William Grant & Sons marks private client launch with donation to £1m whisky auction

Whisky distiller William Grant & Sons is marking the launch of a private clients business with the donation of three auction lots that could help towards raising more than £1 million for Scottish charities.

The private clients service will provide access to some of the rarest whisky reserves in the world, and its launch comes amid continuing market growth in rare whiskies.

William Grant is donating a lot from each of its distilleries to The Distillers One of One charity auction - Glenfiddich: The 1950s, Ladyburn 1966 David Bailey one-off John Lennon edition and The Balvenie 1964 single bottle release. Each is said to represent a “once-in-a-lifetime” whisky acquisition from the 1950s and 1960s, which were seen as pivotal decades in the world of Scotch whisky.

Sign up to our daily newsletter

The i newsletter cut through the noise

The lots, which have never before been made available, are expected to reach in excess of £285,000 in total sales, making a significant contribution to the combined auction takings.

William Grant is donating a lot from each of its distilleries to The Distillers One of One charity auction - Glenfiddich: The 1950s, Ladyburn 1966 David Bailey one-off John Lennon edition and The Balvenie 1964 single bottle release.

Jonathan Driver, a leading authority on whisky, holding the dual position as master of the Company of Worshipful Distillers and managing director of William & Grant & Sons’ Global Private Clients, said: “William Grant & Son’s rich legacy of giving back to its communities comes from the heart and over generations – it is integral to the way we do business.

“The Distillers One of One is hugely significant because it is the first time that these precious whisky stocks have been made available. These liquids are beyond rare, they are truly ‘one of one’, and their sale is historic as it represents the future legacy held in these liquids.”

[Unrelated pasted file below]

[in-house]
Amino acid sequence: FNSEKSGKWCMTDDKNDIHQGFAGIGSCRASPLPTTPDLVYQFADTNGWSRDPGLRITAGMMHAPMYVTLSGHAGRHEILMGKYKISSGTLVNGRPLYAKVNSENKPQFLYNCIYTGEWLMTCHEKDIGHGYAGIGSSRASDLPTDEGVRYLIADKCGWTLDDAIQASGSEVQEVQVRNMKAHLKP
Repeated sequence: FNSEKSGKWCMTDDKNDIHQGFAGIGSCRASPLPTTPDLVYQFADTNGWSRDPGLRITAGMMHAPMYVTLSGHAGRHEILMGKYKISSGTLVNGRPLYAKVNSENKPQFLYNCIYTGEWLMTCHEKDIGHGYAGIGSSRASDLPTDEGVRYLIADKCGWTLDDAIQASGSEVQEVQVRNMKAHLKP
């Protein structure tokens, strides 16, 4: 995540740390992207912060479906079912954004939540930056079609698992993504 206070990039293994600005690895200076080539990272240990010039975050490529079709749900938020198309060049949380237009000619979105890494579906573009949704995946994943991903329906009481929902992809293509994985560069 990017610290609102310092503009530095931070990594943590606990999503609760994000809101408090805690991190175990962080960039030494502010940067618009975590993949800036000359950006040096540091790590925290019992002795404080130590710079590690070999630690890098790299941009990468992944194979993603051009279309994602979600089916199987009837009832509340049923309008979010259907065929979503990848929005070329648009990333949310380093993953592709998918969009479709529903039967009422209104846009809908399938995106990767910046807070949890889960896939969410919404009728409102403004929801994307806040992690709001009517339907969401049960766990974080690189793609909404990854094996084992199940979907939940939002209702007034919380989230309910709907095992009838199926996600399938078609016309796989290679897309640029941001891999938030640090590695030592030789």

The private clients personal service will build “direct to-distillery client relationships” by offering access to incredibly rare and precious family stocks. Rare whisky expressions, experiences and access to generations of knowledge and expertise will form the proposition, bosses said.

Family-owned Wiliam Grant & Sons added: “This service will provide unprecedented, privileged access for international connoisseurs and collectors to some of the finest and oldest whisky reserves in the world from six generations of whisky-making tradition, for enjoyment, personal legacy or as an alternative investment.”

Its launch comes amid expectations that the rare whisky market is set to rebound and break all previous records this year, following a strong first-half performance.

A recent report revealed that during the first six months of 2021, nearly 85,000 bottles of single malt Scotch whisky traded on the secondary market with a total value in excess of £36m.

Based on the current rate of growth, Rare Whisky 101 - the whisky analyst, broker and investment specialist - expects the full year to reach 172,500 of bottles traded, an increase of almost a fifth on 2019’s record (143,895 bottles), with a value of £75m, which would be up on 2019’s record £57.7m.

The firm noted that trading in the rare whisky market had been subdued by a succession of lockdowns during 2020, mirroring other physical asset classes.

The overall number of recorded bottles of single malt whisky sold at auction in the UK in 2020 fell slightly by about 3.4 per cent to 139,044, while the recorded value decreased by 7.5 per cent to some £53.4m, compared with 2019.

Read More

Read More
William Grant & Sons Standfast auction raises over £100,000 for charity - with a...

A message from the Editor:

Thank you for reading this article. We’re more reliant on your support than ever as the shift in consumer habits brought about by coronavirus impacts our advertisers. If you haven’t already, please consider supporting our trusted, fact-checked journalism by taking out a digital subscription: www.scotsman.com/subscriptions

 0 comments

Want to join the conversation? Please or to comment on this article.